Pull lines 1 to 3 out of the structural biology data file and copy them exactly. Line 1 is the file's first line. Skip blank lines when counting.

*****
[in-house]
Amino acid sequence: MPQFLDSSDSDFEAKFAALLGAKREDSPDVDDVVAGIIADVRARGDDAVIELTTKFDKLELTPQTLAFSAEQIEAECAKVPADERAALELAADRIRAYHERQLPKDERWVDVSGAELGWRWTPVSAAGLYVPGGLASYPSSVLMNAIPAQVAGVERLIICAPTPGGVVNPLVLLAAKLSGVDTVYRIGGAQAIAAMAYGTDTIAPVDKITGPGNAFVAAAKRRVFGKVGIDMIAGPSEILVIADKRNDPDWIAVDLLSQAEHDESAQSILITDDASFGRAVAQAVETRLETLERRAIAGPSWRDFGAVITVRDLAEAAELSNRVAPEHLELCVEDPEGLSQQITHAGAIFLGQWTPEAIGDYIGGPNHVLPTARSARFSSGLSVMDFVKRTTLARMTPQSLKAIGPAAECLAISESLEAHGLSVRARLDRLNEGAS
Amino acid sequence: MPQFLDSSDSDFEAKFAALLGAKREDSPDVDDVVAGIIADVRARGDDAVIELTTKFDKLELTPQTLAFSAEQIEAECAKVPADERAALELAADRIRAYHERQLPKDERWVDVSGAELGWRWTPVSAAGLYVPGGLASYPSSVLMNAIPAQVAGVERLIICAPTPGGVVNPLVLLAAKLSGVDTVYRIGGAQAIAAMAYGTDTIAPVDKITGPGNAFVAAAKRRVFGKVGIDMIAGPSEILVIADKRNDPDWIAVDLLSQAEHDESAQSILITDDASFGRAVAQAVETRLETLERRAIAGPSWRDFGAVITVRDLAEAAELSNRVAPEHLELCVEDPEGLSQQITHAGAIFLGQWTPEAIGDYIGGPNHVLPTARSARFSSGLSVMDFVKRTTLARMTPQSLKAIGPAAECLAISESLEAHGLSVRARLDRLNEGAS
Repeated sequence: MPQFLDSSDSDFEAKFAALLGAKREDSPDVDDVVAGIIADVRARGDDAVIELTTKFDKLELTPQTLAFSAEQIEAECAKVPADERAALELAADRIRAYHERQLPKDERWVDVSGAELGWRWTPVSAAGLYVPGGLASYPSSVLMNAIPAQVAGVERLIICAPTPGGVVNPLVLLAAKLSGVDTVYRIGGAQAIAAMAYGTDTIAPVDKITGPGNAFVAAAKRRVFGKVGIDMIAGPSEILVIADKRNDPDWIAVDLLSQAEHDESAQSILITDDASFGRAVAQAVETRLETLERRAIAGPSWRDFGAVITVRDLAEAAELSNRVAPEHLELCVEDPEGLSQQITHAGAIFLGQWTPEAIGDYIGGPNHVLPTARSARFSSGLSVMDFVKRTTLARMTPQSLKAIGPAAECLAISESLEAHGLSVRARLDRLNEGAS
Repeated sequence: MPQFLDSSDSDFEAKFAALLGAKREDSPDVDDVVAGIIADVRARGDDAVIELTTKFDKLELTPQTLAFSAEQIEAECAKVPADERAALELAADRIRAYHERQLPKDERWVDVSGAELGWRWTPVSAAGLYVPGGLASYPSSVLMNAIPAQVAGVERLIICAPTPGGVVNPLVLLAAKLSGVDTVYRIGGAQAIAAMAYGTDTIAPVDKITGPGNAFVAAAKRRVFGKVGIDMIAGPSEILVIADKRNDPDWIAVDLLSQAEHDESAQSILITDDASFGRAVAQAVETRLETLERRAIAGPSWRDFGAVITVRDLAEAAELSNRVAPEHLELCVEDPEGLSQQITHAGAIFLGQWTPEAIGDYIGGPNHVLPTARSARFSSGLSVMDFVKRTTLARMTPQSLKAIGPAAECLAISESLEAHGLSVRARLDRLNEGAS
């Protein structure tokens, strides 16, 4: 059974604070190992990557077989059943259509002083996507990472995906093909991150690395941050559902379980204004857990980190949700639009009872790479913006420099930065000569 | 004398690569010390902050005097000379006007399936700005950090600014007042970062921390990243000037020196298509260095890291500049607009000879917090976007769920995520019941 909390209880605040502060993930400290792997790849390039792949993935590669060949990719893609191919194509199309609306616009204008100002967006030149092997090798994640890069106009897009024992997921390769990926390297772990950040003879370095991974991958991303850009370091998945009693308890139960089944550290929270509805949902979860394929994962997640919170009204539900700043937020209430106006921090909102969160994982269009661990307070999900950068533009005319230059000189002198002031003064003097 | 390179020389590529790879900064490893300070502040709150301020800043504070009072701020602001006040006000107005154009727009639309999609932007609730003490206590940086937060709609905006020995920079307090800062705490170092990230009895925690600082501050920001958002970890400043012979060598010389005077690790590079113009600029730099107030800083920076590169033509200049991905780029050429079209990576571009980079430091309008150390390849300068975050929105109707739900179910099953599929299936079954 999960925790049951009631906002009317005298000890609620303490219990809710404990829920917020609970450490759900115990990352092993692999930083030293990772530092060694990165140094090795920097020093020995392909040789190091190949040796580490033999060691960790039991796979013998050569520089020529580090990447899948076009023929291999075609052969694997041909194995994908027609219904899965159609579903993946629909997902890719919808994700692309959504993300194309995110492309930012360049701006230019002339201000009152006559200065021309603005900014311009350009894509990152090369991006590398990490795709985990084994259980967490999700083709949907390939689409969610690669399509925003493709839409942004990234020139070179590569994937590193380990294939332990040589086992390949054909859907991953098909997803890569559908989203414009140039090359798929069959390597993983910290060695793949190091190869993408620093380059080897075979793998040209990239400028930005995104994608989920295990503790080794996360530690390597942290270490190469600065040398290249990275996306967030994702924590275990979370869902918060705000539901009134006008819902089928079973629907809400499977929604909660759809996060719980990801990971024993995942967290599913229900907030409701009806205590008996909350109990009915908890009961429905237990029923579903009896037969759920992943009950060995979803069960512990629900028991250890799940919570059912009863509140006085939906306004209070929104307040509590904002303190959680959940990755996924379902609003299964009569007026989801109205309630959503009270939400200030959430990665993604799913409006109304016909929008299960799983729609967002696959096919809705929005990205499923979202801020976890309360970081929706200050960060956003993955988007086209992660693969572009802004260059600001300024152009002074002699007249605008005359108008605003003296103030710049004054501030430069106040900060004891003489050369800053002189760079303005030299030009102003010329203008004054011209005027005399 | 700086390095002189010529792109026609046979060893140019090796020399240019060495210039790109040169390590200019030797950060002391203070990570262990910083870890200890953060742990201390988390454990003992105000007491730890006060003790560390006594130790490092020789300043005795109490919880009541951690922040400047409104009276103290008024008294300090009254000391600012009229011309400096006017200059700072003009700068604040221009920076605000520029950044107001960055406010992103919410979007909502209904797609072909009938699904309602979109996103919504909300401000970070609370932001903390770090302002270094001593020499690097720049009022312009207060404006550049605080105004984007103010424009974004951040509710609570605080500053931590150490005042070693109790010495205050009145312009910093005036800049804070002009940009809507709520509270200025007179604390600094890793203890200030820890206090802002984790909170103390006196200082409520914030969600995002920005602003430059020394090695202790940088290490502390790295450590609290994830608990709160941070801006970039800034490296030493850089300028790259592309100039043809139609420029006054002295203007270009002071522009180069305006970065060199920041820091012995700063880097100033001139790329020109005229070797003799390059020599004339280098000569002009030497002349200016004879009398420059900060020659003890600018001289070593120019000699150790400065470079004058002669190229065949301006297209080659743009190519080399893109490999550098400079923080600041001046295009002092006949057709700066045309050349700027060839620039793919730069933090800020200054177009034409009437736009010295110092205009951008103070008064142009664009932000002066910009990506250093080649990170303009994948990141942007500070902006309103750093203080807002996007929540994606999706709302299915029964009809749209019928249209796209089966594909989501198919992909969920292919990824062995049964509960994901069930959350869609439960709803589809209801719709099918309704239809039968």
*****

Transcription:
[in-house]
Amino acid sequence: MPQFLDSSDSDFEAKFAALLGAKREDSPDVDDVVAGIIADVRARGDDAVIELTTKFDKLELTPQTLAFSAEQIEAECAKVPADERAALELAADRIRAYHERQLPKDERWVDVSGAELGWRWTPVSAAGLYVPGGLASYPSSVLMNAIPAQVAGVERLIICAPTPGGVVNPLVLLAAKLSGVDTVYRIGGAQAIAAMAYGTDTIAPVDKITGPGNAFVAAAKRRVFGKVGIDMIAGPSEILVIADKRNDPDWIAVDLLSQAEHDESAQSILITDDASFGRAVAQAVETRLETLERRAIAGPSWRDFGAVITVRDLAEAAELSNRVAPEHLELCVEDPEGLSQQITHAGAIFLGQWTPEAIGDYIGGPNHVLPTARSARFSSGLSVMDFVKRTTLARMTPQSLKAIGPAAECLAISESLEAHGLSVRARLDRLNEGAS
Amino acid sequence: MPQFLDSSDSDFEAKFAALLGAKREDSPDVDDVVAGIIADVRARGDDAVIELTTKFDKLELTPQTLAFSAEQIEAECAKVPADERAALELAADRIRAYHERQLPKDERWVDVSGAELGWRWTPVSAAGLYVPGGLASYPSSVLMNAIPAQVAGVERLIICAPTPGGVVNPLVLLAAKLSGVDTVYRIGGAQAIAAMAYGTDTIAPVDKITGPGNAFVAAAKRRVFGKVGIDMIAGPSEILVIADKRNDPDWIAVDLLSQAEHDESAQSILITDDASFGRAVAQAVETRLETLERRAIAGPSWRDFGAVITVRDLAEAAELSNRVAPEHLELCVEDPEGLSQQITHAGAIFLGQWTPEAIGDYIGGPNHVLPTARSARFSSGLSVMDFVKRTTLARMTPQSLKAIGPAAECLAISESLEAHGLSVRARLDRLNEGAS